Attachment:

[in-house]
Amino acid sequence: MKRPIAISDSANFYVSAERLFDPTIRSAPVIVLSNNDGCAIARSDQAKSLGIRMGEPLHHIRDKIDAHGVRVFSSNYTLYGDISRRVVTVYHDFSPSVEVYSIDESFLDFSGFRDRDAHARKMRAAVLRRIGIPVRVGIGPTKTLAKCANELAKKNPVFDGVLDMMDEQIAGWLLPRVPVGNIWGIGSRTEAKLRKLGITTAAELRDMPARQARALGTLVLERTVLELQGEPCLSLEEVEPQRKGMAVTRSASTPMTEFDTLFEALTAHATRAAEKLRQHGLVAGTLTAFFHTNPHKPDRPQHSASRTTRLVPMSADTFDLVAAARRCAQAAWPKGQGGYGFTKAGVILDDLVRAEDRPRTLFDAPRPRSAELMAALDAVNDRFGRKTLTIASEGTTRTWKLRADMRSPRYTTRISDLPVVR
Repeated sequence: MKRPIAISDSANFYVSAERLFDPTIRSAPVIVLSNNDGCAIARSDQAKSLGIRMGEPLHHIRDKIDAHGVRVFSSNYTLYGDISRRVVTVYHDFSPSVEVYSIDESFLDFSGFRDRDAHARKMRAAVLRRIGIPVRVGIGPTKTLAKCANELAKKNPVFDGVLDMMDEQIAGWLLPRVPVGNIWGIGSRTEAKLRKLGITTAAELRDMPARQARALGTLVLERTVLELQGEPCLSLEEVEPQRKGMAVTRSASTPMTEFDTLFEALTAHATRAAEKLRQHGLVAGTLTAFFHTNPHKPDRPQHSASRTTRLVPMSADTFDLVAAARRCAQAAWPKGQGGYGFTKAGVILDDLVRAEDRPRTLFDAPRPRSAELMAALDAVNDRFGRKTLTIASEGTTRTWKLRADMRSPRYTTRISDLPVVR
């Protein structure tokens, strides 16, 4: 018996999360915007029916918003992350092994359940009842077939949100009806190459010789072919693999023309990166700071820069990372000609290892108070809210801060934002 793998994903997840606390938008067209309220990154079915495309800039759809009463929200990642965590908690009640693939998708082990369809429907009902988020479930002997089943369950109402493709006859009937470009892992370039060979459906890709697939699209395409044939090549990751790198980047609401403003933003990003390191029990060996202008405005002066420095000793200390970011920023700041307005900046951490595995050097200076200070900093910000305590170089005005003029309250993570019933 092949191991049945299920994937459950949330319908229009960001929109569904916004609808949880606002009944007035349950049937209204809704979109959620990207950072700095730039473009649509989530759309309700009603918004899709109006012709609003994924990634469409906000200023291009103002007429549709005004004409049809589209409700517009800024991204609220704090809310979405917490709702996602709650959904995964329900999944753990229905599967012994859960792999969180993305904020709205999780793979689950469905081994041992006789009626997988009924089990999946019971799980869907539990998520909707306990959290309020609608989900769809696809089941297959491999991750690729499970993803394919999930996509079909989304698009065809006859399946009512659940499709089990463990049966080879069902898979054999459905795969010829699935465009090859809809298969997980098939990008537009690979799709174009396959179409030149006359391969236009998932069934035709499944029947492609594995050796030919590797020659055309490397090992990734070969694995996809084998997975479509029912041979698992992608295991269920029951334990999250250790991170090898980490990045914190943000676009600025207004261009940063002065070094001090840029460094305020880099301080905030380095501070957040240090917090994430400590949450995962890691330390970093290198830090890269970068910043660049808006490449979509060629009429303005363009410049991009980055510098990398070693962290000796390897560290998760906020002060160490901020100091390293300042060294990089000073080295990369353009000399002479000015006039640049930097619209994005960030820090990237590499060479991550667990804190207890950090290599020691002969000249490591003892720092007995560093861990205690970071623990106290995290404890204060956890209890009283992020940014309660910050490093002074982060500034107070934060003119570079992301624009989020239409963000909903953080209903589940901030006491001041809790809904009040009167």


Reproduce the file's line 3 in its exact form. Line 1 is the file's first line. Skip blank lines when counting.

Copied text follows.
Repeated sequence: MKRPIAISDSANFYVSAERLFDPTIRSAPVIVLSNNDGCAIARSDQAKSLGIRMGEPLHHIRDKIDAHGVRVFSSNYTLYGDISRRVVTVYHDFSPSVEVYSIDESFLDFSGFRDRDAHARKMRAAVLRRIGIPVRVGIGPTKTLAKCANELAKKNPVFDGVLDMMDEQIAGWLLPRVPVGNIWGIGSRTEAKLRKLGITTAAELRDMPARQARALGTLVLERTVLELQGEPCLSLEEVEPQRKGMAVTRSASTPMTEFDTLFEALTAHATRAAEKLRQHGLVAGTLTAFFHTNPHKPDRPQHSASRTTRLVPMSADTFDLVAAARRCAQAAWPKGQGGYGFTKAGVILDDLVRAEDRPRTLFDAPRPRSAELMAALDAVNDRFGRKTLTIASEGTTRTWKLRADMRSPRYTTRISDLPVVR